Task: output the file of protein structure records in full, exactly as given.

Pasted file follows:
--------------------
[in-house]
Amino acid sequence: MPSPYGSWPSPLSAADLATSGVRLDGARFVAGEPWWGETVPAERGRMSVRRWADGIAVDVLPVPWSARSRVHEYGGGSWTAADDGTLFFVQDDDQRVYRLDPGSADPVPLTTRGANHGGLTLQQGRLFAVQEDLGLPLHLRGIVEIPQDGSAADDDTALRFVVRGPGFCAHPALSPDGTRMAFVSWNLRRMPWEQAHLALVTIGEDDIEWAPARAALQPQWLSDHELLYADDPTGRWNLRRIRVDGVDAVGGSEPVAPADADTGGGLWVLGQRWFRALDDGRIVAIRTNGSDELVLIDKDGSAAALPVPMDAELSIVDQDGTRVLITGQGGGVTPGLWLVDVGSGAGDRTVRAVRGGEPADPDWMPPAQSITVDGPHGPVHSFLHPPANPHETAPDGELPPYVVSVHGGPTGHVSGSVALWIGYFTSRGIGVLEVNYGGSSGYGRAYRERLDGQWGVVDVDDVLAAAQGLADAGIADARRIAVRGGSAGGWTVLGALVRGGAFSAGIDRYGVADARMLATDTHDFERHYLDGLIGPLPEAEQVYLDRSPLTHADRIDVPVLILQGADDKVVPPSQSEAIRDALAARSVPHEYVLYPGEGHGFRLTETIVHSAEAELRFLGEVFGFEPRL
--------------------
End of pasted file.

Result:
[in-house]
Amino acid sequence: MPSPYGSWPSPLSAADLATSGVRLDGARFVAGEPWWGETVPAERGRMSVRRWADGIAVDVLPVPWSARSRVHEYGGGSWTAADDGTLFFVQDDDQRVYRLDPGSADPVPLTTRGANHGGLTLQQGRLFAVQEDLGLPLHLRGIVEIPQDGSAADDDTALRFVVRGPGFCAHPALSPDGTRMAFVSWNLRRMPWEQAHLALVTIGEDDIEWAPARAALQPQWLSDHELLYADDPTGRWNLRRIRVDGVDAVGGSEPVAPADADTGGGLWVLGQRWFRALDDGRIVAIRTNGSDELVLIDKDGSAAALPVPMDAELSIVDQDGTRVLITGQGGGVTPGLWLVDVGSGAGDRTVRAVRGGEPADPDWMPPAQSITVDGPHGPVHSFLHPPANPHETAPDGELPPYVVSVHGGPTGHVSGSVALWIGYFTSRGIGVLEVNYGGSSGYGRAYRERLDGQWGVVDVDDVLAAAQGLADAGIADARRIAVRGGSAGGWTVLGALVRGGAFSAGIDRYGVADARMLATDTHDFERHYLDGLIGPLPEAEQVYLDRSPLTHADRIDVPVLILQGADDKVVPPSQSEAIRDALAARSVPHEYVLYPGEGHGFRLTETIVHSAEAELRFLGEVFGFEPRL